2019 Toyota Tacoma Off Road front three quarter ・ Photo by Toyota
The demand for small pickups continues to grow, and that’s brought out an increasing number of Toyota Tacoma competitors to consider. However, it’s unlikely any of them will outsell the Tacoma anytime soon. Toyota’s small truck has been No. 1 in the segment for more than a decade, thanks to a broad lineup of tough pickups. The Tacoma offers plenty of technology, too, starting with a comprehensive bundle of standard safety features.
But here’s the thing: Although they may not catch the Tacoma in terms of sales, many rivals have already caught up — and surpassed the Toyota — in other ways. The newest mid-size pickups can be better connected, provide more capability, and earn higher fuel-economy ratings. There are also some new names joining the crowd, including the very first Jeep pickup in more than 25 years.
The 2019 Chevrolet Colorado is one of the top Toyota Tacoma competitors to consider. After all, the Colorado tops the Tacoma when it comes to both towing power and fuel economy, and it also offers more connectivity technology.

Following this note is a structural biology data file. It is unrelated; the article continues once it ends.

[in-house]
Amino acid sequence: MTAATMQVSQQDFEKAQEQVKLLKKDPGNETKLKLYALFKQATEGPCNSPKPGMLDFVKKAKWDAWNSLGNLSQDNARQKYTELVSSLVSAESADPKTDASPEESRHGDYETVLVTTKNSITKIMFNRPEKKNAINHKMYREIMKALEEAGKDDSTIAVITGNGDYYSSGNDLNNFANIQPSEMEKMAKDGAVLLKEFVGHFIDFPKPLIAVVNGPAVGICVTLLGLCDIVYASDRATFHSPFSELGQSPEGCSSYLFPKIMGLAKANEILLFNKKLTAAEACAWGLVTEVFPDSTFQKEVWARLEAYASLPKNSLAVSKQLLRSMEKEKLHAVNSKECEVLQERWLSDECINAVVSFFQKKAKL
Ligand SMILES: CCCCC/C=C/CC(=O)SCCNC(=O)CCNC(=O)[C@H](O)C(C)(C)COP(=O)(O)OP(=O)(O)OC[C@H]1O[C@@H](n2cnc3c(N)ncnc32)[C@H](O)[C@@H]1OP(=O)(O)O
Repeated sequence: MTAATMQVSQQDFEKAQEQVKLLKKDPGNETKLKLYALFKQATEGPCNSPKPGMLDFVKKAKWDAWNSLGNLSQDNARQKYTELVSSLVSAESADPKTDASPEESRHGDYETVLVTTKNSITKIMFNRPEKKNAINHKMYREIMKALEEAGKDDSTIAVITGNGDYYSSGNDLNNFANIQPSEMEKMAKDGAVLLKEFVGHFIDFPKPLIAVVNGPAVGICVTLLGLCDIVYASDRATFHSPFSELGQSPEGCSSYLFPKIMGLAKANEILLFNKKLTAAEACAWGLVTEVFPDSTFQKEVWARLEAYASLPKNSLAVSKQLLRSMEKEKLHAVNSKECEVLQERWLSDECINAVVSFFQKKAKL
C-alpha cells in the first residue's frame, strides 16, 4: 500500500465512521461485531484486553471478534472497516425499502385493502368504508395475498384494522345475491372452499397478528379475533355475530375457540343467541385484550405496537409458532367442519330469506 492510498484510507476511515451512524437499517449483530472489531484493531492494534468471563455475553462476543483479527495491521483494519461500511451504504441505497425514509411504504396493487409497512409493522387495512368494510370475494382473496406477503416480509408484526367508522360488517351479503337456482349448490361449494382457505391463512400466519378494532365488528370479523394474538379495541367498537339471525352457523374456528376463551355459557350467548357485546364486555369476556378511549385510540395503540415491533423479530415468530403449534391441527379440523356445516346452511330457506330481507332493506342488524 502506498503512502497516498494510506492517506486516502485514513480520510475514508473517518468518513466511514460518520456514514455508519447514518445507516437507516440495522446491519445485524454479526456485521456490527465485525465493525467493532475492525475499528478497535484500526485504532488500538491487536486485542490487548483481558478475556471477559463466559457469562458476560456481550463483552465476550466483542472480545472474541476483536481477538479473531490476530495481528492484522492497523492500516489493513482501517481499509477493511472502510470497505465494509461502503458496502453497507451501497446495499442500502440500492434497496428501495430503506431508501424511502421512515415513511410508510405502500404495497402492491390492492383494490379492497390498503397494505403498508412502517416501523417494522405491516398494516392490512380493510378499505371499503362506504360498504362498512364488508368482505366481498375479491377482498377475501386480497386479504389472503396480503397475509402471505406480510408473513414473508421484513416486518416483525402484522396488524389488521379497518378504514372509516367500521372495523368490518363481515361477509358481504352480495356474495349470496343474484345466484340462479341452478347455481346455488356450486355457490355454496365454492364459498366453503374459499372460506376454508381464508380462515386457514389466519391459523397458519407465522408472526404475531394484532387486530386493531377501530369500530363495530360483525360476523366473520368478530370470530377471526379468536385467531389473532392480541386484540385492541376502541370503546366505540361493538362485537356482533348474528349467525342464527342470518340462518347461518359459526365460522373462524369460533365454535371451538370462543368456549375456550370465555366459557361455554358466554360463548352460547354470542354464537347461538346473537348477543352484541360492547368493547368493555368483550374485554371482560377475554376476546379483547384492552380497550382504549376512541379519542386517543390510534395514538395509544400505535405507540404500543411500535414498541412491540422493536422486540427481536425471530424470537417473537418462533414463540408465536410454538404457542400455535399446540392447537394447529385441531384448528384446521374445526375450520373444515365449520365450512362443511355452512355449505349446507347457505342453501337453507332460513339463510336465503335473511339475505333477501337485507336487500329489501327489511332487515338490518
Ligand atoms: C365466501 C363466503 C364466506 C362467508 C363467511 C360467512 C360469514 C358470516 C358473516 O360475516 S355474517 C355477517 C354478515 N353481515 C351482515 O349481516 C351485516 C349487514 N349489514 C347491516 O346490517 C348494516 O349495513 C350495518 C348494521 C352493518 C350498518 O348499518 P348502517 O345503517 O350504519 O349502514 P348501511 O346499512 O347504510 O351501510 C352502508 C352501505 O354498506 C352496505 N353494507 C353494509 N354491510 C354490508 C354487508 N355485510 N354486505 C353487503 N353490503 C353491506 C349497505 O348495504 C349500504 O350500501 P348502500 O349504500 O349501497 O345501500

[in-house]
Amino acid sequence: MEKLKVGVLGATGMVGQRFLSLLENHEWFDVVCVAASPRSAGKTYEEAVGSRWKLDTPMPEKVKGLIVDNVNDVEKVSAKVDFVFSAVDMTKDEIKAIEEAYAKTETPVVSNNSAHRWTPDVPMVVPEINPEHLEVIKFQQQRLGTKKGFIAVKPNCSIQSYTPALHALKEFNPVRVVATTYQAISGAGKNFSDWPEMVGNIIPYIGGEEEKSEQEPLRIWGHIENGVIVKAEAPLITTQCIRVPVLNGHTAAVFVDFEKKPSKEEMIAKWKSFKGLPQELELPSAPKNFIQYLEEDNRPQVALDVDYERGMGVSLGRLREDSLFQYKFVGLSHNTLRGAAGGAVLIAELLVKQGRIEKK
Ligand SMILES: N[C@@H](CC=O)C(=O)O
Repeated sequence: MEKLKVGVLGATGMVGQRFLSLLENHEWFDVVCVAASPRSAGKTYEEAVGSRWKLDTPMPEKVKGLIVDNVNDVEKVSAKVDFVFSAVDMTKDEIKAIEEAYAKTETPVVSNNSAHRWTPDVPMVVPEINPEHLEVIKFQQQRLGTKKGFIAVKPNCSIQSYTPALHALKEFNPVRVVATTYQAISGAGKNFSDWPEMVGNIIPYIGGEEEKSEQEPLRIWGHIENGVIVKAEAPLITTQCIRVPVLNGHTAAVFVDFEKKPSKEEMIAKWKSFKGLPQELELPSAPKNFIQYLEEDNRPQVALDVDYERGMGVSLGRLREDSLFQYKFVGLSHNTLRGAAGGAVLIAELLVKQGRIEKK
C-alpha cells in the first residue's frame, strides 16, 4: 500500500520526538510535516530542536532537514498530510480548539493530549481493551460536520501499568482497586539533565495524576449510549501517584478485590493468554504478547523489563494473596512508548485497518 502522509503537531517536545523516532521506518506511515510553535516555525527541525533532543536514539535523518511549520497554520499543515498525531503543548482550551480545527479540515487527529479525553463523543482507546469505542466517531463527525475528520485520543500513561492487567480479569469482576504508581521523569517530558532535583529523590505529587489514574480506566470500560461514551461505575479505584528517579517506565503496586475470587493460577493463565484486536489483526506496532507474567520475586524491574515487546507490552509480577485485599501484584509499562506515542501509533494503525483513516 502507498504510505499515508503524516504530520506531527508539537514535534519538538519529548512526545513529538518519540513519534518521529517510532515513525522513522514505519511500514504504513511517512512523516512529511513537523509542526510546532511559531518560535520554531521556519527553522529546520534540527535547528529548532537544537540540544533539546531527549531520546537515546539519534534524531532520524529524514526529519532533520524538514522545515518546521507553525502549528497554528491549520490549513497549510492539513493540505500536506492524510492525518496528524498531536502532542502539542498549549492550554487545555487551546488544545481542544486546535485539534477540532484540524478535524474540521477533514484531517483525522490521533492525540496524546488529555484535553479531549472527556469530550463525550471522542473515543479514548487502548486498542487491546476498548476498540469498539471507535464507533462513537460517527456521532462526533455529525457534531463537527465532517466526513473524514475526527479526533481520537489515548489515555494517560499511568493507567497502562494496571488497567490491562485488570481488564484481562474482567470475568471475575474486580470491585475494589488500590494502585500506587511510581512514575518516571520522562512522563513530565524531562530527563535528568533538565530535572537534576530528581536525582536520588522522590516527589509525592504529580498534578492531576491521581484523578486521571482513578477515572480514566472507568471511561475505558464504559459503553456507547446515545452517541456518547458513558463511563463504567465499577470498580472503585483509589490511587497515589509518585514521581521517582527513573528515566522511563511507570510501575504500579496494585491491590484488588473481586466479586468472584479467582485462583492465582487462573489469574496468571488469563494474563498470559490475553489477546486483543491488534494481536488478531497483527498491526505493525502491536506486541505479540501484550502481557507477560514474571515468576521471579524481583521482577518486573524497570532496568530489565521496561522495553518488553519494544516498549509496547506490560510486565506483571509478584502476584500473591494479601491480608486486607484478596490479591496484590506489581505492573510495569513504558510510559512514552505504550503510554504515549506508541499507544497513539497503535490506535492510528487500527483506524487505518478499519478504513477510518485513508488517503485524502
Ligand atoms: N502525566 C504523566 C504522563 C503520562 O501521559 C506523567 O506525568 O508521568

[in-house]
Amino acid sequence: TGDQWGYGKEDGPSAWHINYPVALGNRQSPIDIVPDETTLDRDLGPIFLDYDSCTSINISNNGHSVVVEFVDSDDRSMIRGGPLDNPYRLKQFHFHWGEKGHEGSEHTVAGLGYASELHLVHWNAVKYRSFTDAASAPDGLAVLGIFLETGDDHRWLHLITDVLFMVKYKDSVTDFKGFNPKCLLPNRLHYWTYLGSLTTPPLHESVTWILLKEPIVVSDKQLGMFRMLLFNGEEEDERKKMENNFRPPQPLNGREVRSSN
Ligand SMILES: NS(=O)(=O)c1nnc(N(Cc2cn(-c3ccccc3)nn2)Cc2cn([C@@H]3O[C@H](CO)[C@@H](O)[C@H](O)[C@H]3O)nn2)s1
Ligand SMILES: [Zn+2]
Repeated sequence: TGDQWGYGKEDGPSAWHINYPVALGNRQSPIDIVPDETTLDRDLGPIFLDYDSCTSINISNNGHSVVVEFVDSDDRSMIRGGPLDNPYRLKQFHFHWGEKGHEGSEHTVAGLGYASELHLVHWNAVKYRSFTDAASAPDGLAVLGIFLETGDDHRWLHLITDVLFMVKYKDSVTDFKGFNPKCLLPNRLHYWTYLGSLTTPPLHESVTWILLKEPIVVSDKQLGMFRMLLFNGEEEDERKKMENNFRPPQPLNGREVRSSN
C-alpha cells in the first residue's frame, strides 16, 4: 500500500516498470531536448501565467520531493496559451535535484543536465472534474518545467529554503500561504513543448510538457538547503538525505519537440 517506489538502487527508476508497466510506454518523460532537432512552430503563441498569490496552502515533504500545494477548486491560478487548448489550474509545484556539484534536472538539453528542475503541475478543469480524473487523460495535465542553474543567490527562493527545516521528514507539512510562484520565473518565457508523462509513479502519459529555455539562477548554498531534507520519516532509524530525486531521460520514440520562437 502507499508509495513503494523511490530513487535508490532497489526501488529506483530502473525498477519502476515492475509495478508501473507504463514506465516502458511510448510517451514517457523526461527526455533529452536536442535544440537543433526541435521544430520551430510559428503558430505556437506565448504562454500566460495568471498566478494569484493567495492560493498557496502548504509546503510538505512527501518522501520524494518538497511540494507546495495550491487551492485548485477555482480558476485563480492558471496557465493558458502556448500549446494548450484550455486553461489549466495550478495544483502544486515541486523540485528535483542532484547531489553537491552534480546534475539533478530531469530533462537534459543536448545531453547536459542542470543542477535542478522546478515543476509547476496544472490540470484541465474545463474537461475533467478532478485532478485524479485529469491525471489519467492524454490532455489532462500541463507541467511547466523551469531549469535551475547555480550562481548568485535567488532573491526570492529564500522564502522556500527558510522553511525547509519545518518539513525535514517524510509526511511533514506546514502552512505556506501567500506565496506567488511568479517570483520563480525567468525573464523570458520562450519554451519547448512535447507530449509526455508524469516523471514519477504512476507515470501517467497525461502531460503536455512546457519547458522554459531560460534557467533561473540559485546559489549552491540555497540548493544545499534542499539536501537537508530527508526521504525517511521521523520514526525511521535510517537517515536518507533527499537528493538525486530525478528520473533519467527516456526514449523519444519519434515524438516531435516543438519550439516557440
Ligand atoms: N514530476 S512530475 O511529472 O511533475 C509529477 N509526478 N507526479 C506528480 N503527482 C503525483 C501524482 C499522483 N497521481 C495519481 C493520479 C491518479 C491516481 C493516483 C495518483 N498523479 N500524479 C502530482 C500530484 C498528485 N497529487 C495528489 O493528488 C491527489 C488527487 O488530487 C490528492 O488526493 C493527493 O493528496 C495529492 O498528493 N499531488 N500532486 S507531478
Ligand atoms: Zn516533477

It all starts with the gas-powered Colorado, which is stronger and more efficient than its Toyota rival. But the real difference-maker is the Bowtie brand’s available diesel engine. With that unit beneath its hood — and no diesel available in the Tacoma — the Colorado has a 13 percent lead in towing and a 30 percent advantage in highway fuel economy. That's a maximum trailer rating of 7,700 pounds and an EPA rating of 30 mpg on the highway. As far as technology benefits, only the Chevy supplies Android Auto, Apple CarPlay, and mobile Wi-Fi.
Photo by General Motors
Toyota Tacoma competitors to consider also include the 2019 Ford Ranger. It’s a familiar name on a brand-new truck. The 2019 Ranger takes almost everything that folks love about the full-size Ford F-Series and puts it into a mid-size package. For example, the Ranger comes standard with a 2.3-liter Ecoboost engine that delivers 270 horsepower, 310 pound-feet of torque, and the ability to pull up to 7,500 pounds — an extra 700 pounds versus the Tacoma.